With The Avengers, Disney Scores More Than Just Box Office Redemption
Demitri is a member of The Motley Fool Blog Network -- entries represent the personal opinion of the blogger and are not formally edited.
As the old saying goes: "Success is the best revenge." Just days after closing the books on an awful second quarter, Disney's (NYSE: DIS) movie studio -- with the help of a few Marvel characters -- notched a record breaking opening draw at the box office. "The Avengers" grossed over $700 million globally in its opening days, promising to more than make up for the $200 million that Disney expected to lose on that unfortunate budget buster, "John Carter."
But for Disney, this win is about more than just avenging past mistakes on the income statement. Instead, the movie's success is confirmation of Disney's strategy to use its movie studio as a launching ground for billion dollar franchises, and to profit from those franchises in a way that only Disney can.
A crucial first step to that strategy, though, is box office success, something that Disney really lacked this past quarter. Disney's studio segment reported (pdf) its worst quarter in years, booking an $84 million operating loss due mainly to the poor reception of "John Carter."
What's more, the quarter looked no better when compared to the year ago quarter which logged an $80 million contribution despite its own big budget flop, "Mars Needs Moms." As a movie studio, you know its bad when you have trouble beating a comparison like that.
Looking ahead to the next quarter, with "The Avengers" blowing away box office records, the studio should have no trouble beating the $49 million in operating profit in the year-ago quarter. That quarter's profit was driven by the movies "Thor" and "Cars 2," which together grossed a disappointing $400 million.
Despite the rough movie quarter they had just reported, Disney executives were sounding downright giddy in their earnings conference call. With the ink still drying on the first week of Avenger's receipts, CEO Bob Iger was already trumpeting the green-lighted sequels for its various characters including Iron Man and Thor next year, Captain America in 2014, and The Avenger's sequel already approved but at a date to be determined. "I think what you're essentially seeing here," Iger said, "is a true franchise not necessarily in the making but having been made and launched."
But it isn't until after a successful launch that Disney can truly capitalize on its intellectual property. Because the company owns its own consumer products, media, and parks divisions, the profits from a franchise launch are captured by Disney in a way that pure studios like Dreamworks (NASDAQ: DWA) and Lions Gate (NYSE: LGF) just can't replicate. Merchandising, licensing, theme park attractions, TV shows, and video games are just a few of the avenues that send dividends into Disney's bottom line from a hit piece of intellectual property. Not even Hasbro (NASDAQ: HAS), with its similar strategy of box office launches leading to merchandising profits, can capitalize on its properties so completely.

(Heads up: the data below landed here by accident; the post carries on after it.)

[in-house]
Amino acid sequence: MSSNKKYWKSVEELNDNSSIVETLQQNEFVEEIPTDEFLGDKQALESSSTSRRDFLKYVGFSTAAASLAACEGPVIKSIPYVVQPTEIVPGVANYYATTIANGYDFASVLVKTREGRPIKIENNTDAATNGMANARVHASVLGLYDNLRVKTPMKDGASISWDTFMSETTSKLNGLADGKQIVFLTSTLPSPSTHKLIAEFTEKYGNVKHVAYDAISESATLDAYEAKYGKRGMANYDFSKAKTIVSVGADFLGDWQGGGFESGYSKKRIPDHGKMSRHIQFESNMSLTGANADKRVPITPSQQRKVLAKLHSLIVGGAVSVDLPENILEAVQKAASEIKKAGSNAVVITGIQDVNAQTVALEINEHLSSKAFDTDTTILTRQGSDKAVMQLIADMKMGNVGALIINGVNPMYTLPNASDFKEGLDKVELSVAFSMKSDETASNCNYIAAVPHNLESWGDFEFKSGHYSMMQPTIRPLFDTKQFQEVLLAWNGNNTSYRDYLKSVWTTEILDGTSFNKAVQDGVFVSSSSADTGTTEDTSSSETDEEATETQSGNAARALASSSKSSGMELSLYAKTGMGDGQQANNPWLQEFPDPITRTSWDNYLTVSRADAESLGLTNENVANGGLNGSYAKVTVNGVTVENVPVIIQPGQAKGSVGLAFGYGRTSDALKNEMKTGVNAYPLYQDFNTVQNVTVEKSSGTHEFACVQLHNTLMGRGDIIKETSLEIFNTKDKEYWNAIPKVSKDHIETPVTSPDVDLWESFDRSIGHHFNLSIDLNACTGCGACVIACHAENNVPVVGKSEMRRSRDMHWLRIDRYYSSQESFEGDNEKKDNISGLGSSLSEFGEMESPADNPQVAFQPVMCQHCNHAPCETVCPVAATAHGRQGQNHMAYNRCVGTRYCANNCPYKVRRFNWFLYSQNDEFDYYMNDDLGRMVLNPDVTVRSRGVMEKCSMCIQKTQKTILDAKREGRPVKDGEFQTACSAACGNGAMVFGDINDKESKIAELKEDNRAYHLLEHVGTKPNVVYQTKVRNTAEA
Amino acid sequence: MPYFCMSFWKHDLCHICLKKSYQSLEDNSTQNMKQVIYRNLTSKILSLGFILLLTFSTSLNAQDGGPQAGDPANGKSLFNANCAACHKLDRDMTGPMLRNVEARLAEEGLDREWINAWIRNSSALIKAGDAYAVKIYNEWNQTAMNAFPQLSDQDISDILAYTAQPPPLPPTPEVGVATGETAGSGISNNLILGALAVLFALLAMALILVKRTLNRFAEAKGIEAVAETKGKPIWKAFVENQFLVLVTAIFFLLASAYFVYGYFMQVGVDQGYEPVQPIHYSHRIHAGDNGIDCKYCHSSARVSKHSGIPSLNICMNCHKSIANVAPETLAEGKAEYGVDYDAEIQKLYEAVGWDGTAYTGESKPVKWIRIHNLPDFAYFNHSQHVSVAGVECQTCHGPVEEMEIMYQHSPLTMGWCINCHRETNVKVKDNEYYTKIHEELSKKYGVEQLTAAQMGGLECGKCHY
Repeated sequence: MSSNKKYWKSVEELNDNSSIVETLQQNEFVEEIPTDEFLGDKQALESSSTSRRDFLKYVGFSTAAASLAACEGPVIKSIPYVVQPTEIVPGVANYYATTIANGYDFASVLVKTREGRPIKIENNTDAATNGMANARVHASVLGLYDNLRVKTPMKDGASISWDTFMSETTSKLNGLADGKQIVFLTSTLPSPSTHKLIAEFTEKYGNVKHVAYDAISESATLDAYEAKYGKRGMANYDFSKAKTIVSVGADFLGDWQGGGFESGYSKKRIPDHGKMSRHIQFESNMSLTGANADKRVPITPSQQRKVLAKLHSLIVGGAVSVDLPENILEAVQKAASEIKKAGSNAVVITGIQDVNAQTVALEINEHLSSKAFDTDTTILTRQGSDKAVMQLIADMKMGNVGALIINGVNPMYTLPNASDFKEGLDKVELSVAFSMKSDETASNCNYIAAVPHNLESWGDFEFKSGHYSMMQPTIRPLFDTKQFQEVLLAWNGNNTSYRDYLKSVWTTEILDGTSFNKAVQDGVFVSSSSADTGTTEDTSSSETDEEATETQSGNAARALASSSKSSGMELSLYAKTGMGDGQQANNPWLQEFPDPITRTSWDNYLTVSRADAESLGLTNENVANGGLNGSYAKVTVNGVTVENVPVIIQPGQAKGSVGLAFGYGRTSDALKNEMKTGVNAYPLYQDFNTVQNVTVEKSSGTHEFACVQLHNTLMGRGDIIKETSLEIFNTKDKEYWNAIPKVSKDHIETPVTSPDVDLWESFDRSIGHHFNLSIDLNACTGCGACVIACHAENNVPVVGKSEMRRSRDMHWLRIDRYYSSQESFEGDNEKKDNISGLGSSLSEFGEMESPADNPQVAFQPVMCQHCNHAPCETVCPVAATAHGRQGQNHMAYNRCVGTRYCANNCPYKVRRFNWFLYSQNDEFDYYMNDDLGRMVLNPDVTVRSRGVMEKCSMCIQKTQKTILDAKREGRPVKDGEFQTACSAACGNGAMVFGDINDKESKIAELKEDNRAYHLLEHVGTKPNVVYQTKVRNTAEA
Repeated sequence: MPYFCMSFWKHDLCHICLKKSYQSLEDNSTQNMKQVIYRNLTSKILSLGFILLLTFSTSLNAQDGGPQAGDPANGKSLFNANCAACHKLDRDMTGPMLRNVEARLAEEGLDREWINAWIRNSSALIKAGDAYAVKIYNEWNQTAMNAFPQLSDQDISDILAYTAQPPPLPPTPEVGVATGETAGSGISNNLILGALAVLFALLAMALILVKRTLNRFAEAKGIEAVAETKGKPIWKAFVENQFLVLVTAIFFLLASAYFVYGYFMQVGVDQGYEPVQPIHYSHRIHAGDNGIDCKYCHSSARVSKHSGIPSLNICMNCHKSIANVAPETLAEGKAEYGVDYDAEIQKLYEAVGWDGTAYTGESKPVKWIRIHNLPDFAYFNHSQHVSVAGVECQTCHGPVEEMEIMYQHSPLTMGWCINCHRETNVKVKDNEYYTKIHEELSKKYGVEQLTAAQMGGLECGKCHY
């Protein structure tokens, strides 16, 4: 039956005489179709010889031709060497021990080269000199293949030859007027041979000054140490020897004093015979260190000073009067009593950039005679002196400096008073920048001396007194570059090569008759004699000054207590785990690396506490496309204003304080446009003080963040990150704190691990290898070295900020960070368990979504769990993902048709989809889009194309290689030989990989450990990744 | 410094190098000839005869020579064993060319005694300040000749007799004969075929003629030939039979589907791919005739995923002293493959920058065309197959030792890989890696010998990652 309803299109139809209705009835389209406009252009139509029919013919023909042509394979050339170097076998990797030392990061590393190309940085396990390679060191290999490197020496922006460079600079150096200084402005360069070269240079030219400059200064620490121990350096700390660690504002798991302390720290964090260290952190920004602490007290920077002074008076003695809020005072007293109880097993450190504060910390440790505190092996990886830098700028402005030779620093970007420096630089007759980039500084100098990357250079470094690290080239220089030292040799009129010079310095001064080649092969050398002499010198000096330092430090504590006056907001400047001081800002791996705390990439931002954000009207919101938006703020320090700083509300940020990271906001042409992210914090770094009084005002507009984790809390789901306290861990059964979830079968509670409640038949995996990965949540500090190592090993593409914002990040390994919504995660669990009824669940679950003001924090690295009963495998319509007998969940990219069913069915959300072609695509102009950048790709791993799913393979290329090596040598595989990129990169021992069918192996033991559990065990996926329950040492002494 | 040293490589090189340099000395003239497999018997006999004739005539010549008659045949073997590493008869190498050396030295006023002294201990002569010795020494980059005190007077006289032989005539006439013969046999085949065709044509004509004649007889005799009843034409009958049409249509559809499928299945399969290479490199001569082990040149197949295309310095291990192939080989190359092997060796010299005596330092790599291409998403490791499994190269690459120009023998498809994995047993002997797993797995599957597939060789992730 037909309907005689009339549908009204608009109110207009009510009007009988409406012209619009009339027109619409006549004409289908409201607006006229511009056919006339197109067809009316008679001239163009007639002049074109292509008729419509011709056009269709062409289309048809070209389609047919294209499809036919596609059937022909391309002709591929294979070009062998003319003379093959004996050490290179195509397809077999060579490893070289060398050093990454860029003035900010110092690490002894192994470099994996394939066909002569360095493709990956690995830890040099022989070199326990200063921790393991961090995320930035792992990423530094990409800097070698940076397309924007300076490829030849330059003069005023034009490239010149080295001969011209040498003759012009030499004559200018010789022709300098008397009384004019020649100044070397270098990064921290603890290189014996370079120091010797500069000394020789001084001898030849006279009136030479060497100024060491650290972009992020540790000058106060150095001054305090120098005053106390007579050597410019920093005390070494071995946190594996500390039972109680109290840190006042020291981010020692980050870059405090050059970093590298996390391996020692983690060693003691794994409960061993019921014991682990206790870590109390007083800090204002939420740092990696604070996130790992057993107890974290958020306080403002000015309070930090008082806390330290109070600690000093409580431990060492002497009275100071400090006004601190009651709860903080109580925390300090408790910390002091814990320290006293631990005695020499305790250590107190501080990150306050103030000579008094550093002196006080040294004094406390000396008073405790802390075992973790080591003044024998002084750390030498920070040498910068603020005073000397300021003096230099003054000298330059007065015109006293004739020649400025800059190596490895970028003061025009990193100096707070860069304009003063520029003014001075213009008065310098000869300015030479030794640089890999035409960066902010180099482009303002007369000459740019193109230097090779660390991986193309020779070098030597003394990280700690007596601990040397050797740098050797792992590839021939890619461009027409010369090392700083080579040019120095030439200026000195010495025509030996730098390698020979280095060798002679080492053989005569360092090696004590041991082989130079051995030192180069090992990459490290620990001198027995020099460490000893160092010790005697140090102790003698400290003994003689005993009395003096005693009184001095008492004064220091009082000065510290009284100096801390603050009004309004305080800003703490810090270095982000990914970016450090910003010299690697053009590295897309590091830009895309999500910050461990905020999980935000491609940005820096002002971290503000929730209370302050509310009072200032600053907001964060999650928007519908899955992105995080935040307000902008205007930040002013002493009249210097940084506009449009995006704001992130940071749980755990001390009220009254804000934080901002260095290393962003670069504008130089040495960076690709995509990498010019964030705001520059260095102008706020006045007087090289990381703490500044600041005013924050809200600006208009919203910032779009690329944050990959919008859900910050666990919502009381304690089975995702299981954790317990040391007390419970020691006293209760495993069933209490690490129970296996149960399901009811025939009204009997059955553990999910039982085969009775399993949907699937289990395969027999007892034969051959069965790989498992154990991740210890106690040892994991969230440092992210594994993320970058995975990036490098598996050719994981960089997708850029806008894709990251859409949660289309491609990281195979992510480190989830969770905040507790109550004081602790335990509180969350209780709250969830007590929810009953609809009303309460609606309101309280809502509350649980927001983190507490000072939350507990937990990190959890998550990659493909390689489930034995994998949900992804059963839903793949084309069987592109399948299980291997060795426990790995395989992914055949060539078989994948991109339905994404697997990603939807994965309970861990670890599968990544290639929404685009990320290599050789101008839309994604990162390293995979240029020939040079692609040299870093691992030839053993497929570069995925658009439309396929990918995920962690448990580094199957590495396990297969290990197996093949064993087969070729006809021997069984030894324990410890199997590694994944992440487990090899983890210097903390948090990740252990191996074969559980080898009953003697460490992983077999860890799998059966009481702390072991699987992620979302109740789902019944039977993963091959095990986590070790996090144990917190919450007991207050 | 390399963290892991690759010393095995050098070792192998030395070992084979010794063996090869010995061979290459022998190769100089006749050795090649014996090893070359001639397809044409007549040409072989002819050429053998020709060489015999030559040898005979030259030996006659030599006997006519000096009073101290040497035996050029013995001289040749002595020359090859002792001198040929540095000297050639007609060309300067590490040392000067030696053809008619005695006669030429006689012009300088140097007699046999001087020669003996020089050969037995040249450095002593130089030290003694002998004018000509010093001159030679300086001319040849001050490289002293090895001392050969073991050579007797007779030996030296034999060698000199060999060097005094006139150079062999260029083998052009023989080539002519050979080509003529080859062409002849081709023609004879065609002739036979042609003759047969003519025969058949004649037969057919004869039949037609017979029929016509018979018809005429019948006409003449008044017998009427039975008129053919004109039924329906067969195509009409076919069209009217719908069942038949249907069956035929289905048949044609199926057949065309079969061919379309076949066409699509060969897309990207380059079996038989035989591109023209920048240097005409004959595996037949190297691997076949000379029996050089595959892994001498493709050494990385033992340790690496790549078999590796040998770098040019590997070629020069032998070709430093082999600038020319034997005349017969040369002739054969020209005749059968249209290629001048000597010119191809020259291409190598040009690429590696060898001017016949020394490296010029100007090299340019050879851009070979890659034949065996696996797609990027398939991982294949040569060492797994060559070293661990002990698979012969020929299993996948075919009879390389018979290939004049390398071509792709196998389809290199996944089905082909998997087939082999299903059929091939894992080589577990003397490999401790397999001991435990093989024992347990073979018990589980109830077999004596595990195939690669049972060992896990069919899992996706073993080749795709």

Disney's Iger was quoted in Walter Isaacson's biography, Steve Jobs, telling the Disney board of directors at the time that "a hit animation film is a big wave, and the ripples go down to every part of our business -- from characters in a parade, to music, to parks, to video games, TV, Internet, consumer products. If I don't have wave makers, the company is not going to succeed."
Iger was reportedly trying to convince the board to purchase the animation studio, Pixar, when he said those words. But they are as true for comic book heroes today as they were for animated toys then. In that way, the company's purchase of Marvel a few years ago mirrors the Pixar purchase before that.
For Disney, it all starts at the box office. And with the break-out success of The Avengers, Disney's movie studios have their redemption. But more importantly, Disney has its latest crop of wave makers that should be padding the company's profits for years.
SigmaSwan owns shares of Walt Disney and Hasbro. The Motley Fool owns shares of Walt Disney and Hasbro. Motley Fool newsletter services recommend DreamWorks Animation, Hasbro, and Walt Disney. Try any of our Foolish newsletter services free for 30 days. We Fools may not all hold the same opinions, but we all believe that considering a diverse range of insights makes us better investors. The Motley Fool has a disclosure policy. If you have questions about this post or the Fool’s blog network, click here for information.